Source: H1 2020 financial results

Again nothing to get excited about, but perhaps we already should consider it a win to see the company remained free cash flow positive. The dividend in H1 2020 (based on the FY 2019 result) was suspended so the positive free cash flow was invested in the balance sheet (as it mainly covered the investment in the working capital position).

As of the end of June, Coca-Cola European Partners had almost 900M EUR in cash on the balance sheet with 762M EUR in near-term debt and 6.34B EUR in longer term debt resulting in a net debt of approximately 6.2B EUR.

Source: company presentation

That’s high in absolute terms, but with an EBITDA of 600M EUR in H1 2020 (and a normalized EBITDA of 2.2B EUR in FY 2019), the debt ratio of less than 3 is very encouraging. The majority of the debt consists of notes which have staggered maturity dates so I’m not worried about the debt repayment schedule at all.

Source: annual report 2019

A look at the FY 2019 results as that was the last year before COVID hit

As the financial results this year will be impacted by the COVID-19 pandemic, I think it’s important to also have a look at how Coca-Cola European Partners performed in FY2019 as we can reasonably argue that’s this pre COVID-19 year provides a better insight in how CCEP performs in a normalized situation, a situation we will hopefully evolve to in the next few quarters.

CCEP generated 1.904B EUR in operating cash flow, but this includes a 30M EUR investment in the working capital position and excludes the 128M EUR lease payments and 86M EUR interest payments. It also underestimates the true tax pressure by approximately 94M EUR. Taking these elements into consideration, the adjusted operating cash flow was 1.63B EUR. The total capex (on tangible and intangible assets) was 602M EUR, resulting in a free cash flow result of 1.024B EUR.

Source: annual report 2019

Keep in mind this includes approximately 94M EUR in cash restructuring expenses which will undoubtedly decrease again in 2020 to a negligible amount. So on a normalized basis, the Coca-Cola European Partners adjusted free cash flow in 2019 was approximately 1.1B EUR. There currently are 454M shares outstanding, so the 2019 free cash flow represents a free cash flow of 2.42 EUR per share.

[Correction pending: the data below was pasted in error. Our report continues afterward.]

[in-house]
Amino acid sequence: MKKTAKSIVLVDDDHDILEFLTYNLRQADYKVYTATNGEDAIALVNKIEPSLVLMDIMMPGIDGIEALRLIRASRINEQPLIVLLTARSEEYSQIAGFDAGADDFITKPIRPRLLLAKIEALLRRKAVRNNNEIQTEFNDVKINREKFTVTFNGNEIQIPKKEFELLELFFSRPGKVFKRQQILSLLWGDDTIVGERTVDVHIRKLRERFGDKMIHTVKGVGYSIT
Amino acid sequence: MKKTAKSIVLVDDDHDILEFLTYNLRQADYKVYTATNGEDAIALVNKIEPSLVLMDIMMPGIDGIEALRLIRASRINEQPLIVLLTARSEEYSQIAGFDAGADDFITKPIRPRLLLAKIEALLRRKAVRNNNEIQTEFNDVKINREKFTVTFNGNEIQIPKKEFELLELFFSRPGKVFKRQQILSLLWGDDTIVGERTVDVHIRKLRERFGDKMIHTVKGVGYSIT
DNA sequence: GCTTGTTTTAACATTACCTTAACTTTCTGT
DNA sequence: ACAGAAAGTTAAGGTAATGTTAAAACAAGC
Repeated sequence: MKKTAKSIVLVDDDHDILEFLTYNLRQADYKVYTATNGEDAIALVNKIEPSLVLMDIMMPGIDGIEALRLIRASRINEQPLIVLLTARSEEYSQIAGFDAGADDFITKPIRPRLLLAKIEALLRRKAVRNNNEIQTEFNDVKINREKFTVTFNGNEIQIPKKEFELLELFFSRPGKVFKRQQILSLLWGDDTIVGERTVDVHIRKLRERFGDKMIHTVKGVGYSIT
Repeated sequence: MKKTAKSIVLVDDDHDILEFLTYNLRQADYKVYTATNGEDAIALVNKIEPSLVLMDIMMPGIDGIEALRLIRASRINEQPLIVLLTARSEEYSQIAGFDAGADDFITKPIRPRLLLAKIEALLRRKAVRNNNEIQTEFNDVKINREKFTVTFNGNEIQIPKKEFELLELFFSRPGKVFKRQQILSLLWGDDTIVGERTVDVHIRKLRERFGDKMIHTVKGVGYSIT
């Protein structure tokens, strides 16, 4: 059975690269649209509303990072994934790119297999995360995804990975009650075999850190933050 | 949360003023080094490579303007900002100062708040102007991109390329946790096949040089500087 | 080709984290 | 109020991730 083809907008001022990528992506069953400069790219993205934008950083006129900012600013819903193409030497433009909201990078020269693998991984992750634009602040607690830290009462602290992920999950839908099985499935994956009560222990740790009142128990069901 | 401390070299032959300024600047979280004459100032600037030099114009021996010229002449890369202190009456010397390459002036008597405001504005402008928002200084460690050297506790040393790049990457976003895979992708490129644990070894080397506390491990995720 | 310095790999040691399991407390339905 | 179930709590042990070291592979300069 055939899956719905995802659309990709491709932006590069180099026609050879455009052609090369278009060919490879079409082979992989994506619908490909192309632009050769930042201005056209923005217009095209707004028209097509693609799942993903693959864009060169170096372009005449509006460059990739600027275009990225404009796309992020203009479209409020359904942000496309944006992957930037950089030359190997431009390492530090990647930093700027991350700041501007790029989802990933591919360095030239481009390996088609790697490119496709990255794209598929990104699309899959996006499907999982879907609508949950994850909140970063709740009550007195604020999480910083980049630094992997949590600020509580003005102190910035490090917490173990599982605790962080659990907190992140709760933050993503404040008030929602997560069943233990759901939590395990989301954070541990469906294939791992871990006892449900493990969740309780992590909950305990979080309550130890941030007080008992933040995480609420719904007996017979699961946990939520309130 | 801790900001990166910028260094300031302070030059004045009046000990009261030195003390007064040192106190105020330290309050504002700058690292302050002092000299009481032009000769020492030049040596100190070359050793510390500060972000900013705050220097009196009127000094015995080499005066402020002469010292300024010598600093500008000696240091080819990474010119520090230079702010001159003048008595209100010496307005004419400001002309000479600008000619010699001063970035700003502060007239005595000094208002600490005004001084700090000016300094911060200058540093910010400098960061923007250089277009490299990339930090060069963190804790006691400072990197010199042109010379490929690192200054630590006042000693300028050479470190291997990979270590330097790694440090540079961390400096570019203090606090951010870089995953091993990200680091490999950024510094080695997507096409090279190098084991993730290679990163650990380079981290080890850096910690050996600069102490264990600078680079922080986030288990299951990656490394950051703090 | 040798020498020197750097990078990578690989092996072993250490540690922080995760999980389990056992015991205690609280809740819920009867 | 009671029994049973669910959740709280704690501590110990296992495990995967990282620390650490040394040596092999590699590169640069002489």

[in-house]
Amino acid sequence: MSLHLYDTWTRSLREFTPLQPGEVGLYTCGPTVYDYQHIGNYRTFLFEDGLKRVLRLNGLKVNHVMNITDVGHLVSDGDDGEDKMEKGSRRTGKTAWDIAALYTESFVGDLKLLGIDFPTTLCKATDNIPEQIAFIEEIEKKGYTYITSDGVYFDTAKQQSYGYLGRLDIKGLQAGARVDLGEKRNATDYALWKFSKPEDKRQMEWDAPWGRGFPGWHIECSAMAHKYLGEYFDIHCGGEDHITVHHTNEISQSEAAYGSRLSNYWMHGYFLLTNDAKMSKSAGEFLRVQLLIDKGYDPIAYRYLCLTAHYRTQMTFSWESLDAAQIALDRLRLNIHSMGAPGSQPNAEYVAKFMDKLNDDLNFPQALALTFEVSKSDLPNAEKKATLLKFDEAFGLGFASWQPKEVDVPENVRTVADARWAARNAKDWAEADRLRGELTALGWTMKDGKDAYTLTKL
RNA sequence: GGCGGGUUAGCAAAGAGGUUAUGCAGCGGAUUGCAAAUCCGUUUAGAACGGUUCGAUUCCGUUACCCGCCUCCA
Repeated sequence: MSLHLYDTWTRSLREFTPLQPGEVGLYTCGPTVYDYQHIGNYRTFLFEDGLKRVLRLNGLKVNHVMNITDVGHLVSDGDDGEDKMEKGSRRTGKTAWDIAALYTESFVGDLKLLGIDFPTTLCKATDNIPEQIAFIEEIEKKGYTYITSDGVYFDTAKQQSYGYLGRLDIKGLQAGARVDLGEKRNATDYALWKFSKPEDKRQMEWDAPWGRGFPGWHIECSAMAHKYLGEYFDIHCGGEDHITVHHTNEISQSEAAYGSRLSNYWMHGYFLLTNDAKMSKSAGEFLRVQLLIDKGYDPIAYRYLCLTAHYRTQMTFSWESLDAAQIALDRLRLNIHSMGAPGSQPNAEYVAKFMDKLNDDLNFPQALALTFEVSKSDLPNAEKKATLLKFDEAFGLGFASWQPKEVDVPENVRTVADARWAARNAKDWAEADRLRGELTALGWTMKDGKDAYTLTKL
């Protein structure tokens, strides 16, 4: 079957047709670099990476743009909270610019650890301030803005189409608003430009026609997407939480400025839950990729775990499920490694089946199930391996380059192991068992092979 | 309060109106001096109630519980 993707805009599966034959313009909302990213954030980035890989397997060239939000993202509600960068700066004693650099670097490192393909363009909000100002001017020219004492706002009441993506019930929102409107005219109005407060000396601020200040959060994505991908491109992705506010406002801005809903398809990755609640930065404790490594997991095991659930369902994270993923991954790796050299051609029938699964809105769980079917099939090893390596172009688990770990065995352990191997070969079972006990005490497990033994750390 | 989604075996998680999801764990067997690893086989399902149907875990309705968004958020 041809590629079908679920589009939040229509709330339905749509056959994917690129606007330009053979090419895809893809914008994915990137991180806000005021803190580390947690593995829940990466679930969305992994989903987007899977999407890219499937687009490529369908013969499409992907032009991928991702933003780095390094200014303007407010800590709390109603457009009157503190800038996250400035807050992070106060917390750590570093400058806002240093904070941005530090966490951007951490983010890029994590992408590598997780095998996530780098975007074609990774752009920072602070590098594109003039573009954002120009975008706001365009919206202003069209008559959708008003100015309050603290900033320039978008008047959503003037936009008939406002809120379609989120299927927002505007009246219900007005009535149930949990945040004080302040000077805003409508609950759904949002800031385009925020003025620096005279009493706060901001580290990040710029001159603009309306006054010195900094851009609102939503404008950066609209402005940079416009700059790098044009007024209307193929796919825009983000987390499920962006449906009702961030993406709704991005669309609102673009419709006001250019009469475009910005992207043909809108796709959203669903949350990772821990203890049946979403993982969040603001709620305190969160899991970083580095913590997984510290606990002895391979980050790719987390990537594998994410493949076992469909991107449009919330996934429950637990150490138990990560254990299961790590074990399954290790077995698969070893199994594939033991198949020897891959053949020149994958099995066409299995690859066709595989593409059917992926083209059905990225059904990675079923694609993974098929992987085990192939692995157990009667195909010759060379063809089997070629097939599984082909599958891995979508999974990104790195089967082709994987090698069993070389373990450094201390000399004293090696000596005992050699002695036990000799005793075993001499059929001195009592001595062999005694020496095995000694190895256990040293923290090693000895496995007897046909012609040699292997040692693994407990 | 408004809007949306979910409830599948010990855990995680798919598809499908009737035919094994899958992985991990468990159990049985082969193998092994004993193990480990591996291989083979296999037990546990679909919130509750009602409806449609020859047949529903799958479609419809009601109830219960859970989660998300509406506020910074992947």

Coca-Cola European Partners has spent 1.5B EUR on buying back its own shares in FY 2018 and 2019, and we expect the company to resume these share buybacks once the situation normalizes again.

CCEP also promised to provide an update on the dividend when it publishes its Q3 report and perhaps we can look forward to a small dividend. The capex in H2 2020 will be less than half the capex spent in H1 2020 and despite a weak summer I expect Coca-Cola European Partners to remain free cash flow positive in H2 2020. In FY 2019, Coca Cola European Partners paid a 1.24 EUR dividend (in two tranches). Based on the current share price, this represents a 3.7% dividend yield while the payout ratio is barely over 50%.

Investment thesis

This year, Coca-Cola European Partners’ focus will be on minimizing the impact of the COVID-19 pandemic, but in a normalized situation, the free cash flow per share will exceed 2.40 EUR. This represents a free cash flow yield of approximately 7% based on the current share price, making Coca-Cola European Partners an interestingly valued investment for the longer term.

I expect the company to restart a share buyback program in 2020 and bringing the share count to less than 450M shares will provide an additional boost to the per-share performance.

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Disclosure: I am/we are long CCEP. I wrote this article myself, and it expresses my own opinions. I am not receiving compensation for it (other than from Seeking Alpha). I have no business relationship with any company whose stock is mentioned in this article.